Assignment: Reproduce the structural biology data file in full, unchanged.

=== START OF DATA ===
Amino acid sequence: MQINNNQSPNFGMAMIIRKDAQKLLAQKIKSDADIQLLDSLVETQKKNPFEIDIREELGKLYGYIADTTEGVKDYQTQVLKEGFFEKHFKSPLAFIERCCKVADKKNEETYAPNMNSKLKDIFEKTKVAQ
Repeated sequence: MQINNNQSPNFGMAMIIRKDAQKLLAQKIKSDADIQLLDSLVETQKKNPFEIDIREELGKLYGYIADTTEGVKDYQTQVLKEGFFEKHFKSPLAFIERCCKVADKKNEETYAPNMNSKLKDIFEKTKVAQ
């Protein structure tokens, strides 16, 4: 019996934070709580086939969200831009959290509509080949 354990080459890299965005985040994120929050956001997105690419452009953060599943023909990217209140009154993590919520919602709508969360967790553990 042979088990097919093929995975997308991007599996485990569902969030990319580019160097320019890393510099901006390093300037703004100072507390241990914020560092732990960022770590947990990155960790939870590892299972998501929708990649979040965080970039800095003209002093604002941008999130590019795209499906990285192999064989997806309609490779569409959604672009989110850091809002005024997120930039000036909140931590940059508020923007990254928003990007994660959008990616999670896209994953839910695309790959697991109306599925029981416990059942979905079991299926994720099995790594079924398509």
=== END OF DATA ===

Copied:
Amino acid sequence: MQINNNQSPNFGMAMIIRKDAQKLLAQKIKSDADIQLLDSLVETQKKNPFEIDIREELGKLYGYIADTTEGVKDYQTQVLKEGFFEKHFKSPLAFIERCCKVADKKNEETYAPNMNSKLKDIFEKTKVAQ
Repeated sequence: MQINNNQSPNFGMAMIIRKDAQKLLAQKIKSDADIQLLDSLVETQKKNPFEIDIREELGKLYGYIADTTEGVKDYQTQVLKEGFFEKHFKSPLAFIERCCKVADKKNEETYAPNMNSKLKDIFEKTKVAQ
């Protein structure tokens, strides 16, 4: 019996934070709580086939969200831009959290509509080949 354990080459890299965005985040994120929050956001997105690419452009953060599943023909990217209140009154993590919520919602709508969360967790553990 042979088990097919093929995975997308991007599996485990569902969030990319580019160097320019890393510099901006390093300037703004100072507390241990914020560092732990960022770590947990990155960790939870590892299972998501929708990649979040965080970039800095003209002093604002941008999130590019795209499906990285192999064989997806309609490779569409959604672009989110850091809002005024997120930039000036909140931590940059508020923007990254928003990007994660959008990616999670896209994953839910695309790959697991109306599925029981416990059942979905079991299926994720099995790594079924398509």